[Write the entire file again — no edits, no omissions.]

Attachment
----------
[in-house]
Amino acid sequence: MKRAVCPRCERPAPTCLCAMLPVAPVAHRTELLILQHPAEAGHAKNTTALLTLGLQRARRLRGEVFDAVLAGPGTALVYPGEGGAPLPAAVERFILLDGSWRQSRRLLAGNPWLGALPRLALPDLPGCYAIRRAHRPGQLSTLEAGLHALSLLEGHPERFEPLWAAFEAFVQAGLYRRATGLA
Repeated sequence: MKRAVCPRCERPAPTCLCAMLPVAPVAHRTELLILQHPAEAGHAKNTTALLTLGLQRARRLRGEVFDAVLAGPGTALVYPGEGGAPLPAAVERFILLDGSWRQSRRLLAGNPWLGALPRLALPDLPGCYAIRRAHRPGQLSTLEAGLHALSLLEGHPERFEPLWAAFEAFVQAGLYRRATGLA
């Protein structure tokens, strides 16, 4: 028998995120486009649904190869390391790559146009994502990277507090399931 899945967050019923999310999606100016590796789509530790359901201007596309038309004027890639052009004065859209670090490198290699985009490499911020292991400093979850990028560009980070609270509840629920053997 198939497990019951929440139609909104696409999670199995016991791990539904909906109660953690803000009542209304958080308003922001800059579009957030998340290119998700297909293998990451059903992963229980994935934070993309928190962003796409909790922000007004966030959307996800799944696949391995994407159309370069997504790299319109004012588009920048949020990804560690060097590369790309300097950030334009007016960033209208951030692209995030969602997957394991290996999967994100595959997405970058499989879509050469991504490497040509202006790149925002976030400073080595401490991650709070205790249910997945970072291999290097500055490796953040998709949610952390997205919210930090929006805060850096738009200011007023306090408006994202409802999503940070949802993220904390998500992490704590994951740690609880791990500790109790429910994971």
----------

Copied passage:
[in-house]
Amino acid sequence: MKRAVCPRCERPAPTCLCAMLPVAPVAHRTELLILQHPAEAGHAKNTTALLTLGLQRARRLRGEVFDAVLAGPGTALVYPGEGGAPLPAAVERFILLDGSWRQSRRLLAGNPWLGALPRLALPDLPGCYAIRRAHRPGQLSTLEAGLHALSLLEGHPERFEPLWAAFEAFVQAGLYRRATGLA
Repeated sequence: MKRAVCPRCERPAPTCLCAMLPVAPVAHRTELLILQHPAEAGHAKNTTALLTLGLQRARRLRGEVFDAVLAGPGTALVYPGEGGAPLPAAVERFILLDGSWRQSRRLLAGNPWLGALPRLALPDLPGCYAIRRAHRPGQLSTLEAGLHALSLLEGHPERFEPLWAAFEAFVQAGLYRRATGLA
């Protein structure tokens, strides 16, 4: 028998995120486009649904190869390391790559146009994502990277507090399931 899945967050019923999310999606100016590796789509530790359901201007596309038309004027890639052009004065859209670090490198290699985009490499911020292991400093979850990028560009980070609270509840629920053997 198939497990019951929440139609909104696409999670199995016991791990539904909906109660953690803000009542209304958080308003922001800059579009957030998340290119998700297909293998990451059903992963229980994935934070993309928190962003796409909790922000007004966030959307996800799944696949391995994407159309370069997504790299319109004012588009920048949020990804560690060097590369790309300097950030334009007016960033209208951030692209995030969602997957394991290996999967994100595959997405970058499989879509050469991504490497040509202006790149925002976030400073080595401490991650709070205790249910997945970072291999290097500055490796953040998709949610952390997205919210930090929006805060850096738009200011007023306090408006994202409802999503940070949802993220904390998500992490704590994951740690609880791990500790109790429910994971």